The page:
What to do about sexually active wild horses in Eastern Oregon is back up for debate.
The Bureau of Land Management re-published plans this week for an experimental study in permanent birth control for the horses, nearly identical to those stalled by a judge last year.
The court's injunction came after the BLM gathered about 900 wild horses and burros near Burns, Oregon, in October. Groups organized around animal welfare mounted a legal challenge, prompting the agency to withdraw its decision to spay mares. This week, however, the BLM put out a nearly identical proposal "because of the consistent direction from both the National Wild Horse and Burro Advisory Board and Congress, recommending the use of sterilization to curb wild horse population growth," according to the document.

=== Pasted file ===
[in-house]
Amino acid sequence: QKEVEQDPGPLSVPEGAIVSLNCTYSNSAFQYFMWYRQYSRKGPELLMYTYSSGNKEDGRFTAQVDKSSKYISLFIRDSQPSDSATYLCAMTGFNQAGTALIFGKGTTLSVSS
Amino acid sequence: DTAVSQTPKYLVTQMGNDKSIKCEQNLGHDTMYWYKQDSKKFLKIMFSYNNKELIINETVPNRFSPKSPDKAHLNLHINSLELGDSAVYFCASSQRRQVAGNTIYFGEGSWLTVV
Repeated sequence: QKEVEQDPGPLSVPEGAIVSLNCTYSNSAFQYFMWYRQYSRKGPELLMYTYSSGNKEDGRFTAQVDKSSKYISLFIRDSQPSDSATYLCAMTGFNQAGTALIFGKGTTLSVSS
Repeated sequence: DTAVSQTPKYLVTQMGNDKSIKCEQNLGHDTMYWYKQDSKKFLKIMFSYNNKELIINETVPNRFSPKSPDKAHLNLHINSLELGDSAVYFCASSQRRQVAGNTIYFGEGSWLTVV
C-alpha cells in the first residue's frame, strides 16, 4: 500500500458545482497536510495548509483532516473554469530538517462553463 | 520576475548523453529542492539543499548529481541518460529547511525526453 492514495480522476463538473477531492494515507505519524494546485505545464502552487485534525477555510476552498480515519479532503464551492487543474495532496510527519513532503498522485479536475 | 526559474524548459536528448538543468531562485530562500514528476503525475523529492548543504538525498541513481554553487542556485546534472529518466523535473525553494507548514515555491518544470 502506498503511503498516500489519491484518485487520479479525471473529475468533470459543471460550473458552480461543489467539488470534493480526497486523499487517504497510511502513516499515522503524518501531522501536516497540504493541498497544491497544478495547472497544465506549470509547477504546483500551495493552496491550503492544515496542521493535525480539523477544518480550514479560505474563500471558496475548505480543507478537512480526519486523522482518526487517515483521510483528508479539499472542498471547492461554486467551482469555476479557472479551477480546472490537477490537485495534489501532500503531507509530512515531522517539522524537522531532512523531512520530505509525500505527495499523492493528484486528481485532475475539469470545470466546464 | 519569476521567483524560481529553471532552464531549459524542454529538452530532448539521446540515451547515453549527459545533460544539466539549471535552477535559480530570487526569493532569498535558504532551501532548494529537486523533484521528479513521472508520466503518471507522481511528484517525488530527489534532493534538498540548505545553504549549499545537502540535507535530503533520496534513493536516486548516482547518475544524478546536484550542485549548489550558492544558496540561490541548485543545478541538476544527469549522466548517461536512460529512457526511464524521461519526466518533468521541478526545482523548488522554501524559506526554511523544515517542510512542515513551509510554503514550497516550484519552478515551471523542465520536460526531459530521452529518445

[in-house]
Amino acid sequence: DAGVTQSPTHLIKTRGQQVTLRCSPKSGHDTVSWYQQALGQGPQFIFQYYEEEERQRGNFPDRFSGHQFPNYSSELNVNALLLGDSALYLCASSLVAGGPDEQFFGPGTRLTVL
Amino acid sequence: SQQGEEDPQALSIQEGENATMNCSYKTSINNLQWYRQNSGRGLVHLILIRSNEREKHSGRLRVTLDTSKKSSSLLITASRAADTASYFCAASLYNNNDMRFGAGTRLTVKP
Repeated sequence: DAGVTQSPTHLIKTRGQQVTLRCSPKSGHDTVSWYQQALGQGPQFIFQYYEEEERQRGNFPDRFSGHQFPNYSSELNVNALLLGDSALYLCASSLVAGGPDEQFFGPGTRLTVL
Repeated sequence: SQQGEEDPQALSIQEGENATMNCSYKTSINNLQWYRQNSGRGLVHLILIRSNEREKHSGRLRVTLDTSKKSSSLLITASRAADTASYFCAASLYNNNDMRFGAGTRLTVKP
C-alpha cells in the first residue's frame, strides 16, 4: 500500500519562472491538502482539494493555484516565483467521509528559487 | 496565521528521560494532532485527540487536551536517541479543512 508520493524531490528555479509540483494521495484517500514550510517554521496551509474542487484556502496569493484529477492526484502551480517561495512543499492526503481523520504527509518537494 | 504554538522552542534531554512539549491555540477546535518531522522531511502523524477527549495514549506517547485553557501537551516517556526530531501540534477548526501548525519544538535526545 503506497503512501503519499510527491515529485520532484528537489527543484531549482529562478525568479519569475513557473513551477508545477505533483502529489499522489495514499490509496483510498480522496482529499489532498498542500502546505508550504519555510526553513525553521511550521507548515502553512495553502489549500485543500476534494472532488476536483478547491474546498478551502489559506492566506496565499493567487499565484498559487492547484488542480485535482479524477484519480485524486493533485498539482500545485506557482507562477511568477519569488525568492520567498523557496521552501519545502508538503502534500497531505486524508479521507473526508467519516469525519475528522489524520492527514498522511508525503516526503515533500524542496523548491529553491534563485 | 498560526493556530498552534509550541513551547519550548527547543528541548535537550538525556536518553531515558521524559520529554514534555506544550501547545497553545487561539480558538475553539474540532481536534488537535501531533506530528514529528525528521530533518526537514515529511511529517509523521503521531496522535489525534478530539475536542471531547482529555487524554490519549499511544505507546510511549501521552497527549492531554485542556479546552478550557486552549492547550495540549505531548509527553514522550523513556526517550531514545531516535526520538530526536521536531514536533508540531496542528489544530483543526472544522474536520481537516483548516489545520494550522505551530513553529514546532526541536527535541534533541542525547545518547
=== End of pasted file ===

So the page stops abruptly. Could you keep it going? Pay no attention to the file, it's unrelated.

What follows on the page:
Wildlife advocates responded in a Tuesday press release, saying they were "evaluating all legal options."
“Severing the ovaries of conscious wild mares under non-sterile conditions in a bizarre attempt to quantify the risks and complications associated with this outdated procedure is beyond the pale. Our wild horses deserve better,” wrote Joanna Grossman of the Animal Welfare Institute.
One difference under the revised plan is that BLM veterinarians would not operate on mares who are already pregnant. Agency records show surgery would be cheaper and longer-lasting than hormonal methods. An existing vaccine wears off within a year or so.
The BLM is accepting public comments on the proposal until the end of the month.